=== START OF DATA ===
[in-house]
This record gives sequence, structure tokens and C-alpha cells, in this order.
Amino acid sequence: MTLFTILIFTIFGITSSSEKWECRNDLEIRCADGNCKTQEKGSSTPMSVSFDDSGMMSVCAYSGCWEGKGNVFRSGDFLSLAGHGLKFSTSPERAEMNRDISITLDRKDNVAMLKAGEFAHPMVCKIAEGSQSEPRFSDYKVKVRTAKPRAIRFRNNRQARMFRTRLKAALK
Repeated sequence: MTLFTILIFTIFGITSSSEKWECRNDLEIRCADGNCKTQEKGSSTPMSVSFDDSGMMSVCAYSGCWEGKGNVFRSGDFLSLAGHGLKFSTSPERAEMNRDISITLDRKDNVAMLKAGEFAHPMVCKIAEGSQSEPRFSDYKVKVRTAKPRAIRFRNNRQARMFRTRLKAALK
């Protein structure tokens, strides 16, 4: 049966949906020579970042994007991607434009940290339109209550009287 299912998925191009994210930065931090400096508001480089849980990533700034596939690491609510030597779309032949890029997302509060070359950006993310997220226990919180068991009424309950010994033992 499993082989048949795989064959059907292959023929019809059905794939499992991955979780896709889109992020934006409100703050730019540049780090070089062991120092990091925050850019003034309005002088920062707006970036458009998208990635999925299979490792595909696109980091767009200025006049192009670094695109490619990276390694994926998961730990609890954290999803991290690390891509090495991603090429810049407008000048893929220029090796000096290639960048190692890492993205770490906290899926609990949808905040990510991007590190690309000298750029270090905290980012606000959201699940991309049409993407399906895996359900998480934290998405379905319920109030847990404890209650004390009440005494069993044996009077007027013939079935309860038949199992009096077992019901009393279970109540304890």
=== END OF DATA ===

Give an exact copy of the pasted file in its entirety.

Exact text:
[in-house]
This record gives sequence, structure tokens and C-alpha cells, in this order.
Amino acid sequence: MTLFTILIFTIFGITSSSEKWECRNDLEIRCADGNCKTQEKGSSTPMSVSFDDSGMMSVCAYSGCWEGKGNVFRSGDFLSLAGHGLKFSTSPERAEMNRDISITLDRKDNVAMLKAGEFAHPMVCKIAEGSQSEPRFSDYKVKVRTAKPRAIRFRNNRQARMFRTRLKAALK
Repeated sequence: MTLFTILIFTIFGITSSSEKWECRNDLEIRCADGNCKTQEKGSSTPMSVSFDDSGMMSVCAYSGCWEGKGNVFRSGDFLSLAGHGLKFSTSPERAEMNRDISITLDRKDNVAMLKAGEFAHPMVCKIAEGSQSEPRFSDYKVKVRTAKPRAIRFRNNRQARMFRTRLKAALK
């Protein structure tokens, strides 16, 4: 049966949906020579970042994007991607434009940290339109209550009287 299912998925191009994210930065931090400096508001480089849980990533700034596939690491609510030597779309032949890029997302509060070359950006993310997220226990919180068991009424309950010994033992 499993082989048949795989064959059907292959023929019809059905794939499992991955979780896709889109992020934006409100703050730019540049780090070089062991120092990091925050850019003034309005002088920062707006970036458009998208990635999925299979490792595909696109980091767009200025006049192009670094695109490619990276390694994926998961730990609890954290999803991290690390891509090495991603090429810049407008000048893929220029090796000096290639960048190692890492993205770490906290899926609990949808905040990510991007590190690309000298750029270090905290980012606000959201699940991309049409993407399906895996359900998480934290998405379905319920109030847990404890209650004390009440005494069993044996009077007027013939079935309860038949199992009096077992019901009393279970109540304890």